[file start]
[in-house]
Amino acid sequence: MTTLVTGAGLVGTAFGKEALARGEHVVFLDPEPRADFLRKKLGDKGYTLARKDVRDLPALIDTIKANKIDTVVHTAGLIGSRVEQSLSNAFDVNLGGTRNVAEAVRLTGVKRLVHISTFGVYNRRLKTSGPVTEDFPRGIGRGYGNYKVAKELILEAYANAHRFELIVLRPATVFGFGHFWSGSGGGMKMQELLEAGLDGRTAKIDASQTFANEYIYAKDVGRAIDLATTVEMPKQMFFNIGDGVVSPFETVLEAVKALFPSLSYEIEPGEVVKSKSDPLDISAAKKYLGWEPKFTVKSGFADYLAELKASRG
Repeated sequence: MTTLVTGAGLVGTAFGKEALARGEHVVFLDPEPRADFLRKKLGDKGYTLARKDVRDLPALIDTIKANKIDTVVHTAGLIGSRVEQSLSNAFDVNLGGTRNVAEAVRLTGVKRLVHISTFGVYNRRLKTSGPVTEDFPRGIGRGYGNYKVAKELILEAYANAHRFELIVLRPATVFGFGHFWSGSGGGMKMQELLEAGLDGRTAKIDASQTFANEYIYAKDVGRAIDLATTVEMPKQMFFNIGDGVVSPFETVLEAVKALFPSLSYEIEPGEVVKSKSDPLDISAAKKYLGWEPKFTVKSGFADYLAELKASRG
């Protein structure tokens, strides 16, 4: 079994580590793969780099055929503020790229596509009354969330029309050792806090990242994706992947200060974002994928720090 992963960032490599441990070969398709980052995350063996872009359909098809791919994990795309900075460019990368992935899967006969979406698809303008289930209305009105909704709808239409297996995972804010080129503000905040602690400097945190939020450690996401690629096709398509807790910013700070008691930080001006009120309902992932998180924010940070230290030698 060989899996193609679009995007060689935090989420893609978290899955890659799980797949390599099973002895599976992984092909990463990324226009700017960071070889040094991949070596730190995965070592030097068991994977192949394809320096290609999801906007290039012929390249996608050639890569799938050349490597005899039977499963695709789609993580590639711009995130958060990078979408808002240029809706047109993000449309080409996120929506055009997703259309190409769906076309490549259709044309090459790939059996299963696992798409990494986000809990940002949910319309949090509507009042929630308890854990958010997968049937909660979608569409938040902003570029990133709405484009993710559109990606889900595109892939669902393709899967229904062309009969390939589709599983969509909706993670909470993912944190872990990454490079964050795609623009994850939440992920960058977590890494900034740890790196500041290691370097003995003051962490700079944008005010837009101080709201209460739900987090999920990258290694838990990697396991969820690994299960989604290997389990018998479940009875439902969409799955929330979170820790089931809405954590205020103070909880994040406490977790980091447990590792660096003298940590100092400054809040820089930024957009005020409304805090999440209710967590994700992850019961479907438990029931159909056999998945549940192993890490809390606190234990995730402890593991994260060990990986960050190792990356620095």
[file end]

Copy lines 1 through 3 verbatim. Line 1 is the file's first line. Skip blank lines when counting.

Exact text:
[in-house]
Amino acid sequence: MTTLVTGAGLVGTAFGKEALARGEHVVFLDPEPRADFLRKKLGDKGYTLARKDVRDLPALIDTIKANKIDTVVHTAGLIGSRVEQSLSNAFDVNLGGTRNVAEAVRLTGVKRLVHISTFGVYNRRLKTSGPVTEDFPRGIGRGYGNYKVAKELILEAYANAHRFELIVLRPATVFGFGHFWSGSGGGMKMQELLEAGLDGRTAKIDASQTFANEYIYAKDVGRAIDLATTVEMPKQMFFNIGDGVVSPFETVLEAVKALFPSLSYEIEPGEVVKSKSDPLDISAAKKYLGWEPKFTVKSGFADYLAELKASRG
Repeated sequence: MTTLVTGAGLVGTAFGKEALARGEHVVFLDPEPRADFLRKKLGDKGYTLARKDVRDLPALIDTIKANKIDTVVHTAGLIGSRVEQSLSNAFDVNLGGTRNVAEAVRLTGVKRLVHISTFGVYNRRLKTSGPVTEDFPRGIGRGYGNYKVAKELILEAYANAHRFELIVLRPATVFGFGHFWSGSGGGMKMQELLEAGLDGRTAKIDASQTFANEYIYAKDVGRAIDLATTVEMPKQMFFNIGDGVVSPFETVLEAVKALFPSLSYEIEPGEVVKSKSDPLDISAAKKYLGWEPKFTVKSGFADYLAELKASRG